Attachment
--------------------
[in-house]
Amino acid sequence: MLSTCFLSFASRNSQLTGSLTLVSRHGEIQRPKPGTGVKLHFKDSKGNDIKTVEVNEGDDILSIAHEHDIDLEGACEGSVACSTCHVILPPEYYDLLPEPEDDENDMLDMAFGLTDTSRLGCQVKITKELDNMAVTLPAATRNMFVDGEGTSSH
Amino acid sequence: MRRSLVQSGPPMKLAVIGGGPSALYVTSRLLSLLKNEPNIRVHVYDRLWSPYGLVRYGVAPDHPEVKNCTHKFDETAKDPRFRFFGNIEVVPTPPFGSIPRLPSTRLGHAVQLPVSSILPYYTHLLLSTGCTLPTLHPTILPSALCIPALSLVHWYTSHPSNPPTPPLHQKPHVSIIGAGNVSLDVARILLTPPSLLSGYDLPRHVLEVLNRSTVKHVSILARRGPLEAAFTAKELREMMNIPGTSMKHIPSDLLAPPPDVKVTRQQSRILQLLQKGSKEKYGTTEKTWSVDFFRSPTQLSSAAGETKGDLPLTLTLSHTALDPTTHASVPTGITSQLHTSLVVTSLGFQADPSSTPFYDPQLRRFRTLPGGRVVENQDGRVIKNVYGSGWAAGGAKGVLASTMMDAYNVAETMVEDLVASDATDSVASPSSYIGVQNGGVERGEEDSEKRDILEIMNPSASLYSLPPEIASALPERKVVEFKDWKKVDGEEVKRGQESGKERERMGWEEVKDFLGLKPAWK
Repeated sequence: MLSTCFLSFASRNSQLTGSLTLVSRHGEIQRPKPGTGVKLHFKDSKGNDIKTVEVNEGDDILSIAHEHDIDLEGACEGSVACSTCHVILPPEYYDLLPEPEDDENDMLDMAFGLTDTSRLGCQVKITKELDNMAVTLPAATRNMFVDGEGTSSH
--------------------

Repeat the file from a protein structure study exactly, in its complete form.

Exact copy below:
[in-house]
Amino acid sequence: MLSTCFLSFASRNSQLTGSLTLVSRHGEIQRPKPGTGVKLHFKDSKGNDIKTVEVNEGDDILSIAHEHDIDLEGACEGSVACSTCHVILPPEYYDLLPEPEDDENDMLDMAFGLTDTSRLGCQVKITKELDNMAVTLPAATRNMFVDGEGTSSH
Amino acid sequence: MRRSLVQSGPPMKLAVIGGGPSALYVTSRLLSLLKNEPNIRVHVYDRLWSPYGLVRYGVAPDHPEVKNCTHKFDETAKDPRFRFFGNIEVVPTPPFGSIPRLPSTRLGHAVQLPVSSILPYYTHLLLSTGCTLPTLHPTILPSALCIPALSLVHWYTSHPSNPPTPPLHQKPHVSIIGAGNVSLDVARILLTPPSLLSGYDLPRHVLEVLNRSTVKHVSILARRGPLEAAFTAKELREMMNIPGTSMKHIPSDLLAPPPDVKVTRQQSRILQLLQKGSKEKYGTTEKTWSVDFFRSPTQLSSAAGETKGDLPLTLTLSHTALDPTTHASVPTGITSQLHTSLVVTSLGFQADPSSTPFYDPQLRRFRTLPGGRVVENQDGRVIKNVYGSGWAAGGAKGVLASTMMDAYNVAETMVEDLVASDATDSVASPSSYIGVQNGGVERGEEDSEKRDILEIMNPSASLYSLPPEIASALPERKVVEFKDWKKVDGEEVKRGQESGKERERMGWEEVKDFLGLKPAWK
Repeated sequence: MLSTCFLSFASRNSQLTGSLTLVSRHGEIQRPKPGTGVKLHFKDSKGNDIKTVEVNEGDDILSIAHEHDIDLEGACEGSVACSTCHVILPPEYYDLLPEPEDDENDMLDMAFGLTDTSRLGCQVKITKELDNMAVTLPAATRNMFVDGEGTSSH